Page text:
Family of 7-year-old with brain cancer struggling to make ends meet
When Jaron Youngâ€™s hand was cut after falling from a tree in the summer of 2010, his family took him to the emergency room.
While Jaronâ€™s hand was being fixed, something strange happened.
â€śAll the sudden, his eye went into the corner, and it was like he was looking at you, but the eye was sitting in that corner,â€ť said Jaronâ€™s mother, Tina Smith, 33.
Over the next year or so, Jaron and his family went back and forth between doctors before a final diagnosis was made.
Jaron has a primitive neuroectodermal tumor, or PNET for short.
â€śHe had two tumors in his brain,â€ť said Dr. John Whittle, a pediatric hematologist-oncologist at the Childrenâ€™s Hospital at Memorial University Medical Center. â€śOne was removable and the other was not removable. It was in a location where the anatomy did not permit the neurosurgeon to go in and remove the tumor, because the location in the brain would have caused more damage to Jaron.â€ť
The cancer is in stage 4. It appears to have spread from one location to another within the brain, and there is some evidence that it may have spread to the spinal cord, Whittle said.
â€śHis condition is serious in that itâ€™s a brain tumor, but itâ€™s rendered even more serious by being a PNET, which is a pretty aggressive tumor type ... what makes it even worse is we couldnâ€™t remove it all,â€ť Whittle said.
Whittle said treatment for such brain tumors is more successful when the entire tumor can be surgically removed. Jaronâ€™s treatment consists of radiation-sensitizing chemotherapy, in which the chemotherapy isnâ€™t necessary to kill the tumor, Whittle said, but to make it more susceptible to the radiation.
Jaron has one more month of radiation-sensitizing chemotherapy, some maintenance chemotherapy, and then he will undergo magnetic resonance imaging every three months to monitor the tumor, his mother and Whittle said.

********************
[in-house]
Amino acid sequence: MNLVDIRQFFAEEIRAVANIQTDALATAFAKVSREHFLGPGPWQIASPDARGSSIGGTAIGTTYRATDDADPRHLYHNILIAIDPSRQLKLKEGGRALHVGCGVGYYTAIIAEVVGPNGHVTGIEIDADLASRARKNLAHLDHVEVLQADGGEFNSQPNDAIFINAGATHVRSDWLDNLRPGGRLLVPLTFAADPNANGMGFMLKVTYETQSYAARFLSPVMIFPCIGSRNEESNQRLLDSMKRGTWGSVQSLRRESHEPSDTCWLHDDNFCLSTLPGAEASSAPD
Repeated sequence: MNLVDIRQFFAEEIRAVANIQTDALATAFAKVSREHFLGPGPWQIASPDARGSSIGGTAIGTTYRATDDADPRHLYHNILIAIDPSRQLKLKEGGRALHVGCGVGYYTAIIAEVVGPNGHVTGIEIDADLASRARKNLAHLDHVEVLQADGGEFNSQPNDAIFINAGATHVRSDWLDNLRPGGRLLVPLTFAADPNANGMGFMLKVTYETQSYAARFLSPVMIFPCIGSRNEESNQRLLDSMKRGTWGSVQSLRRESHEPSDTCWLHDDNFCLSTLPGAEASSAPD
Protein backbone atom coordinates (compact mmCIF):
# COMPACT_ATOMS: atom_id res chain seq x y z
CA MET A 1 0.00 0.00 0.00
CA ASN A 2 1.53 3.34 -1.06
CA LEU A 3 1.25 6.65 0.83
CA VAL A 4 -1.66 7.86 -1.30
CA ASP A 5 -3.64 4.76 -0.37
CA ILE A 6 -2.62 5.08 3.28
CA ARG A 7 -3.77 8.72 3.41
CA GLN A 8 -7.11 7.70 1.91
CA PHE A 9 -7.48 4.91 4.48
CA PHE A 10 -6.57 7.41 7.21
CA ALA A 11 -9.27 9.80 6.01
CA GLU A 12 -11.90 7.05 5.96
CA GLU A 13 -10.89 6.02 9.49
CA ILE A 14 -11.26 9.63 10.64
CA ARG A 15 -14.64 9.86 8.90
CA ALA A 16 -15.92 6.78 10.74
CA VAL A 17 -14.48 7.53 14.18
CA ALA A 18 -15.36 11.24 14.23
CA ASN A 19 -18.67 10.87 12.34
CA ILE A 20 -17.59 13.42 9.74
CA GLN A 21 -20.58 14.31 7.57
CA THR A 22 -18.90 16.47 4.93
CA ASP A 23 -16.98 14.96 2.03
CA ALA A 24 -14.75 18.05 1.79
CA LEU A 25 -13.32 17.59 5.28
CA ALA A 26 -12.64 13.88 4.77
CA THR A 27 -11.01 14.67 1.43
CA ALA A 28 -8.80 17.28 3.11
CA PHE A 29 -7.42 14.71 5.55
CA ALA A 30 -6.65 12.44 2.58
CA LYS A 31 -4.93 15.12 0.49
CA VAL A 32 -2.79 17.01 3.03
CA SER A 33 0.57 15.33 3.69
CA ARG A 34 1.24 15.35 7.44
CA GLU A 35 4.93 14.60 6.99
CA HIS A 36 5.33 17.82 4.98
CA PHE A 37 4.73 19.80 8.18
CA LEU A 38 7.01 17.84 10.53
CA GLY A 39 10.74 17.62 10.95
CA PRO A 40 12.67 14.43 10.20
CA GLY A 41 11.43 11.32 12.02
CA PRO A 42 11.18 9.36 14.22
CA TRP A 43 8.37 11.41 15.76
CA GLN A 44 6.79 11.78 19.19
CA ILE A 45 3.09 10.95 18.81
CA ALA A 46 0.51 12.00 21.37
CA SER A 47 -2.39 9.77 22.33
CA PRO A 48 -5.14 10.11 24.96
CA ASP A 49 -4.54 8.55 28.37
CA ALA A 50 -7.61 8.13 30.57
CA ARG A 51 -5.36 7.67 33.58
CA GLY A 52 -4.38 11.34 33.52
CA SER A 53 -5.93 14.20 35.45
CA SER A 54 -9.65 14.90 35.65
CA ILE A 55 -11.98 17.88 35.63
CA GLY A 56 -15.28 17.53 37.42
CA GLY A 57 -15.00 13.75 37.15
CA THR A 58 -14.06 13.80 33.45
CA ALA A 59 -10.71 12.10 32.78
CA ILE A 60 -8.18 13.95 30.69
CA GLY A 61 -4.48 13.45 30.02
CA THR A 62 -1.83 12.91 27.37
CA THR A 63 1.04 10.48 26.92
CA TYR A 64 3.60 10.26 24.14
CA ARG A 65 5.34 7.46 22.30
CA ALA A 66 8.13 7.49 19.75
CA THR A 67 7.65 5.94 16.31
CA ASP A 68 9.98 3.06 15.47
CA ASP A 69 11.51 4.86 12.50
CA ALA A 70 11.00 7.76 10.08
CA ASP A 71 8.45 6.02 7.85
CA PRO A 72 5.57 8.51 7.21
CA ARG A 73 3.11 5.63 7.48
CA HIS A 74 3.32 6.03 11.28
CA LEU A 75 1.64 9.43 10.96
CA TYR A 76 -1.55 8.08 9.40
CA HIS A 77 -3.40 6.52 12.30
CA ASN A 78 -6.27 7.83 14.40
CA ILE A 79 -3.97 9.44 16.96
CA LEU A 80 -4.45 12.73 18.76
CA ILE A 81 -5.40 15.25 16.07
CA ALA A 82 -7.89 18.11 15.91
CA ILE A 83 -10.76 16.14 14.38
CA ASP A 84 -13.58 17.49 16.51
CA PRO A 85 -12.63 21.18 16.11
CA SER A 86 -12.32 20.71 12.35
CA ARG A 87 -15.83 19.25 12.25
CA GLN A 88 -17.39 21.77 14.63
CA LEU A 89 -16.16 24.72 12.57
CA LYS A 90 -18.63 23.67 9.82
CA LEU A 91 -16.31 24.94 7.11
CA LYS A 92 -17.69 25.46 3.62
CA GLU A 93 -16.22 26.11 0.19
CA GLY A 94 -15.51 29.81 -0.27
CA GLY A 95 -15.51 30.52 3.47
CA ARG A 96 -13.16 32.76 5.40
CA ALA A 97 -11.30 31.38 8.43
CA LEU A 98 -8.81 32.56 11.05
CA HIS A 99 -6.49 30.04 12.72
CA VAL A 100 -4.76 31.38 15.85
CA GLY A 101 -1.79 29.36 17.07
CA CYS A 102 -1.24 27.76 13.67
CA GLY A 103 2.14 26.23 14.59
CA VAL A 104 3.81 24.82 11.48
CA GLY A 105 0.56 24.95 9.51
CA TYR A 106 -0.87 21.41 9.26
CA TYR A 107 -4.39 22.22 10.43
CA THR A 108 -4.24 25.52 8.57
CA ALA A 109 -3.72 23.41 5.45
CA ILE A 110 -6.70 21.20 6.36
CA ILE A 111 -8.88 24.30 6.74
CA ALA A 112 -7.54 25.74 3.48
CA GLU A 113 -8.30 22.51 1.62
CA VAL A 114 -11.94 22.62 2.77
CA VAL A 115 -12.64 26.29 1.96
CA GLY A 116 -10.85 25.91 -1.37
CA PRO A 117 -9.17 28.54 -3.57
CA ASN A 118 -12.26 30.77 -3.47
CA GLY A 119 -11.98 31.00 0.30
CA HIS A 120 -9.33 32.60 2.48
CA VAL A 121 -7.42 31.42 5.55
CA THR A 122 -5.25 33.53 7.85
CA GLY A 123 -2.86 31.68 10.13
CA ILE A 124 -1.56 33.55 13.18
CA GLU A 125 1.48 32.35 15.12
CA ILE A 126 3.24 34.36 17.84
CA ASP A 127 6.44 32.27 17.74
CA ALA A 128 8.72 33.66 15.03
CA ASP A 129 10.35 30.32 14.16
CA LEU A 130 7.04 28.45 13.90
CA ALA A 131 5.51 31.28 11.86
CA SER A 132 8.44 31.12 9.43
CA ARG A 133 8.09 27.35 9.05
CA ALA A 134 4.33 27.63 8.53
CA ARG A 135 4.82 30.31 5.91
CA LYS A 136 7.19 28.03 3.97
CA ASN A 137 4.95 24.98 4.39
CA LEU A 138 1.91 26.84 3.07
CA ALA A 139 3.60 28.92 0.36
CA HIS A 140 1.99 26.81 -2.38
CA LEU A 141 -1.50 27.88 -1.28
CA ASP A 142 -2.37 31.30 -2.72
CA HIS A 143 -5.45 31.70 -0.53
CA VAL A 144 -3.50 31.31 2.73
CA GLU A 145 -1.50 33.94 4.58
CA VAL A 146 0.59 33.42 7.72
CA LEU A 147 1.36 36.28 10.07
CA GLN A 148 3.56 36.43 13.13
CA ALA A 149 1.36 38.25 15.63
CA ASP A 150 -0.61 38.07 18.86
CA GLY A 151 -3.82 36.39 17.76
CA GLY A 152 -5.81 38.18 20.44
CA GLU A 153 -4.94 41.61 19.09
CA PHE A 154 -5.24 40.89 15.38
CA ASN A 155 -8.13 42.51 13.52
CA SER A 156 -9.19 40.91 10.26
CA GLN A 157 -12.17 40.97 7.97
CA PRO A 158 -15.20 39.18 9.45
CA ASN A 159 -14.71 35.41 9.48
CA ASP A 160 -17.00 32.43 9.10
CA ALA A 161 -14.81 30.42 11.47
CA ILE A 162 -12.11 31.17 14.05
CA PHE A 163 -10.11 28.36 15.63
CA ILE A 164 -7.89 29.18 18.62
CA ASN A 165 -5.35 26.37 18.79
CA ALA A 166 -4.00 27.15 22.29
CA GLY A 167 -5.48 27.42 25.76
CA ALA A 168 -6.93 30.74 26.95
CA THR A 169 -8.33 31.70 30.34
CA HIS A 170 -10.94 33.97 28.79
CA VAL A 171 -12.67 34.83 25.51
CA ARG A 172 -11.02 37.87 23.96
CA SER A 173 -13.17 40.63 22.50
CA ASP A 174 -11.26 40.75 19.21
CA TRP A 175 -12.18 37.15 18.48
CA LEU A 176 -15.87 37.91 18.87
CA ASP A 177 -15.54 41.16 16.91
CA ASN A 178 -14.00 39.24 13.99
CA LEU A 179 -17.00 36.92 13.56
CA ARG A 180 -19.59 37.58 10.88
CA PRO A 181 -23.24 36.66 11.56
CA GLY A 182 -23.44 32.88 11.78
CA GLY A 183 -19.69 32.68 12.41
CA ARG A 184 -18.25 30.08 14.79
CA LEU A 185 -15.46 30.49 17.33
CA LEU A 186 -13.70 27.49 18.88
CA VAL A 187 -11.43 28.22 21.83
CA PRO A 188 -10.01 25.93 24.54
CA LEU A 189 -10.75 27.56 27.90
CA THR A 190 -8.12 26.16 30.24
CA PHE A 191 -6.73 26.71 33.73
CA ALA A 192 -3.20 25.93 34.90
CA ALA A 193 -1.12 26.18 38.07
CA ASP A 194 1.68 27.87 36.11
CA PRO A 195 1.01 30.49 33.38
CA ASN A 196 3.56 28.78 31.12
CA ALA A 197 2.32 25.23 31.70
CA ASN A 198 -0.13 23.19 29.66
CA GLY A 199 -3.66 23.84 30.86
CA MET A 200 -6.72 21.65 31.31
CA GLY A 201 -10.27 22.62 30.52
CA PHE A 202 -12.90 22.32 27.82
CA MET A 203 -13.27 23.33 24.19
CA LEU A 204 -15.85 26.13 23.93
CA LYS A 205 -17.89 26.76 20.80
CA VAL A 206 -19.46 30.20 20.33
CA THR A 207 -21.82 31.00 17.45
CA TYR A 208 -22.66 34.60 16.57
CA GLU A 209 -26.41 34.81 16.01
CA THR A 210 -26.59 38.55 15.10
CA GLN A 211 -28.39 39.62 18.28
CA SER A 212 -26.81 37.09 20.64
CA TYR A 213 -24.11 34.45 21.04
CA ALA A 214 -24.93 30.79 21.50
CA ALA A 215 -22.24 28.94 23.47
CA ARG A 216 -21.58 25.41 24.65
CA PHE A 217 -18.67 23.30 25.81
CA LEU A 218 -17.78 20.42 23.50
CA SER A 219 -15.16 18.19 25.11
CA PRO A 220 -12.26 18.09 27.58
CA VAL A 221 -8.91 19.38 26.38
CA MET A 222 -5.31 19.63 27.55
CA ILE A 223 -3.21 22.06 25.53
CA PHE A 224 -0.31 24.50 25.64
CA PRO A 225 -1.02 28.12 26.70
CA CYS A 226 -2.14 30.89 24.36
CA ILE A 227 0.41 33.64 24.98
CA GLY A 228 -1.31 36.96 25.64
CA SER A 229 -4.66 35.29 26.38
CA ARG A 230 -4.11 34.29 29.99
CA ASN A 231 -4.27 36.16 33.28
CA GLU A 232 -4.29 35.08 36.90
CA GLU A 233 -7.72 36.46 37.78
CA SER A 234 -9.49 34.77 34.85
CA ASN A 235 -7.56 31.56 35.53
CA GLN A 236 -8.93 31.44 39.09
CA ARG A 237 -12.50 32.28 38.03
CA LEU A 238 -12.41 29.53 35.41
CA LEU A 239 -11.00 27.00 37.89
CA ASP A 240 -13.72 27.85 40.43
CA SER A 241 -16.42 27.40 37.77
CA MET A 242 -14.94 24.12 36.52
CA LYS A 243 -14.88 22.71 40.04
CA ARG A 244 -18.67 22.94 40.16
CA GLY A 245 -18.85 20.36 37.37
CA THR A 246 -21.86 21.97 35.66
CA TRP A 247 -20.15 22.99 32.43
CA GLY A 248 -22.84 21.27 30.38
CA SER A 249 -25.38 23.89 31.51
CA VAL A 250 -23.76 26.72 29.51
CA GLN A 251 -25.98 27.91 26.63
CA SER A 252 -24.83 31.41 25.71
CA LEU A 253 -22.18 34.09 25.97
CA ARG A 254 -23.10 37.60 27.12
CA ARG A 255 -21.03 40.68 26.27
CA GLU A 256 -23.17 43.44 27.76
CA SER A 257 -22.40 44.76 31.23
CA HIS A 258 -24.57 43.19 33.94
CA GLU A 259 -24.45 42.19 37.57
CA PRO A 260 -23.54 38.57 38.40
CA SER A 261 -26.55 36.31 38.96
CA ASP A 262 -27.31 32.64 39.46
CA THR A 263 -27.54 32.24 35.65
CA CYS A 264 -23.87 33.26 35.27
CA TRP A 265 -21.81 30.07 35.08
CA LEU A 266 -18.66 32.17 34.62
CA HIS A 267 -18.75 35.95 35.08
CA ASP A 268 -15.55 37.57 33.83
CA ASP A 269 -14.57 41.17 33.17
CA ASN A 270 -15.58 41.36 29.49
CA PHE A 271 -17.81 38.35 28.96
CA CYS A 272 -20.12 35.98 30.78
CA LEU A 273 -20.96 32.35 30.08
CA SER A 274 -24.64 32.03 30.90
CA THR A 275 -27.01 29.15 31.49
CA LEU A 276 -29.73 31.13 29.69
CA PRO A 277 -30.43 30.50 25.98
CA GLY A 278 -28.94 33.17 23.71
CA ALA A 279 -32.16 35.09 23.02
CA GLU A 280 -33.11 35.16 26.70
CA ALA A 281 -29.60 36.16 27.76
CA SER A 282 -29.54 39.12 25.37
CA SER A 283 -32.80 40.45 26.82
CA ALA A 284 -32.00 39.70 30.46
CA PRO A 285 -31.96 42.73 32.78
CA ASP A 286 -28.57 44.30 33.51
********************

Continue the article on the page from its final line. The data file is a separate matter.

â€śThe trouble is since we couldnâ€™t remove all the tumors, thereâ€™s still a piece of tumor thatâ€™s in his brain,â€ť Whittle said. â€ś... Itâ€™s getting smaller each time, but I donâ€™t know if itâ€™s dead, whether itâ€™s alive and itâ€™s going to come back. Thatâ€™s a tough one â€” we just donâ€™t know.
â€śJaron is one heck of a fighter. Heâ€™s a pleasant kid.â€ť
Despite being pulled out of Garden City Elementary due to his illness â€” he is schooled from home now â€” the second-grader seems to be coping pretty well.
â€śHeâ€™s in good spirit,â€ť Tina said. â€śHe knows what heâ€™s going through.â€ť
She said a doctor let Jaron know his cancer is in stage 4, and that while medical professionals are doing what they can, his illness could still prove fatal.
â€śHeâ€™s not scared,â€ť Tina said. â€śHe just says heâ€™s tired of being sick. Heâ€™s got those good days and bad days. He knows whatâ€™s going on.â€ť
When heâ€™s up to it, Jaron, now 7, enjoys playing with neighborhood friends and his siblings. Tina said he also likes to play Xbox and board games, which he does while at the hospital for treatment.
Tina said sheâ€™s keeping her fingers crossed and praying.
â€śItâ€™s been a rough journey,â€ť she said. â€śItâ€™s been hard. You know, struggling and trying to get his medical bills straightened out. Iâ€™ve got collections agencies calling me.â€ť
Tina said that while Jaronâ€™s four surgeries were covered by insurance, his treatment is still expensive.
Itâ€™s hard for Jaronâ€™s father, 31-year-old Jaron Young Sr., to get work because of his own medical issues, but heâ€™s always trying to find employment, Tina said.
Because of the amount of time she spends taking care of Jaron, sheâ€™s had to cut down on her hours at Matthews Seafood in Garden City from six days a week to three days. She said her boss is understanding of the situation, and has met Jaron, but without full-time work, itâ€™s hard to make ends meet.
â€śI got a stack of bills,â€ť she said. â€śIâ€™ve got them in a shoebox. I have collections people calling me every day.â€ť
Sheâ€™s trying to get some of those bills â€” ranging from hundreds to thousands of dollars â€” lowered through the hospital, she said.
In the meantime, she reached out to the Rev. Carl Gilliard of Savannah Feed the Hungry.
â€śIf people come here to make a donation of non-perishable goods, gift cards, anything for the family, weâ€™ll collect them and get it to them,â€ť Gilliard said.
For now, those who know Jaron are hoping the 7-year-oldâ€™s treatment is successful, and his mother said the family is enjoying the time they have together.
Though itâ€™s not as good as doctors would like, Whittle said there is a reasonable chance of cure.
â€śItâ€™s an honor to take care of someone like Jaron,â€ť he said. â€śHopefully weâ€™ll be able to cure his tumor.â€ť
HOW TO HELP
Monetary donations can be made at any Wells Fargo bank to an account under the name Jaron D. Young Jr.
Donations of non-perishable goods for Jaronâ€™s family can be made at Savannah Feed the Hungry at 4011 Augusta Road in Garden City, and at any Savannah Feed the Hungry event.
-Dash Coleman/Savannah Morning News